Repairing Low Vitamin D
Posted by Ryan Wade on Mar 10, 2017
As established in Vitamin D, Testosterone, and SHBG, there is great benefit in maintaining healthy—and appropriate—high levels of vitamin D, including bone health, endocrine health, immune health, and others.
While the Institute of Medicine (IOM) recommends that adults receive a conservative 600 IU of vitamin D daily (and 800 IU if 70+ years of age), and the more progressive Endocrine Society recommends 1500 - 2000 IU daily (and that up to 10,000 IU is safe), what most people are interested in is how to raise low levels of vitamin D.
The following strategies are based on those provided by the Endocrine Society. Those with low levels of Vitamin D should work with their healthcare provider in both establishing their serum levels of vitamin D and in establishing a protocol for supplementation, as many factors can negatively influence absorption. Additionally, it is important to note that certain conditions can lead to a predisposition to vitamin D toxicity, including granulomatous conditions, some genetic disorders, and rare enzymatic polymorphisms involved in the metabolism of vitamin D.
Raising Serum Vitamin D
The following strategies are available from the Endocrine Society Practice Guidelines for raising low vitamin D levels:
|Age||Treatment (D2 or D3)||Length of Time||Maintenance|
|0 - 1||2000 IU/day or 50,000 IU/week||6 weeks||400 - 1000 IU|
|1 -18||2000 IU/day or 50,000 IU/week||6 weeks||600 - 1000 IU|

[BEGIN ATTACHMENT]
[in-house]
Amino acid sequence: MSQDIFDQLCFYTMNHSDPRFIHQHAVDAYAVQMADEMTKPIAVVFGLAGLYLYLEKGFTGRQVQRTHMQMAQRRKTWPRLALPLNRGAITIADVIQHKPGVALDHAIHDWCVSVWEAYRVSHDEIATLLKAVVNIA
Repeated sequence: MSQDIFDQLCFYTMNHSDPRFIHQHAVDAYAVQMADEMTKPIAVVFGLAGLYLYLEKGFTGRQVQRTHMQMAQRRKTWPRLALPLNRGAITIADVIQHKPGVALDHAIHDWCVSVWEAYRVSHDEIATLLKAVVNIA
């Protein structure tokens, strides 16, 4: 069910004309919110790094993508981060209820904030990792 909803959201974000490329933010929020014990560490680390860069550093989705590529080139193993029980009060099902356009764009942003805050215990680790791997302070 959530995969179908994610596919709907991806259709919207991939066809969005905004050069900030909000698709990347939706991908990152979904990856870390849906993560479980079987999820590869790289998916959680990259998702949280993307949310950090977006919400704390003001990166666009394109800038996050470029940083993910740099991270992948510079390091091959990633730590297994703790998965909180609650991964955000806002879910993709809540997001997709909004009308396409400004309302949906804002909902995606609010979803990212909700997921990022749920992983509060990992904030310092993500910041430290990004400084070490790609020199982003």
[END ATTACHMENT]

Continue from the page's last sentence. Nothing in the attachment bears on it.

|18 +||6000 IU/day or 50,000 IU/week||8 weeks||1500 - 2000 IU|
Some people and some medical conditions make it more difficult to raise vitamin d levels, this includes people with malabsorption issue, those that take glucocorticoids, anti-seizure medications, some AIDS medications, or other medications which impair vitamin D absorption. For this subset of the population, The Endocrine Society provides the following recommendation:
|Treatment (D2 or D3)||Length of Time||Maintenance|
|At least 6000–10,000 IU/day||6 weeks||At least 3000–6000 IU/day|
Diet, Foods, and Vitamin D
To learn more about the richest food source of vitamin D, please see our article on Vitamin D, Testosterone, and SHBG.
Sun Exposure and Vitamin D
Without a doubt, exposure to the sun (without protection) is the richest source of vitamin D in both children and adults. Without sun exposure, it is difficult-to-impossible to gain enough vitamin D through diet without supplementation.
Further compounding the difficulty of synthesizing adequate vitamin D is that with unprotected sun exposure comes an increased risk for melanoma and other types of skin cancer. As such, it may be necessary to avoid direct, mid-day sun. Additionally, for those living above 33 degrees latitude (in the Northern Hemisphere), even prolonged sun exposure in the winter months does not provide adequate vitamin D synthesis. Making supplementation even more important.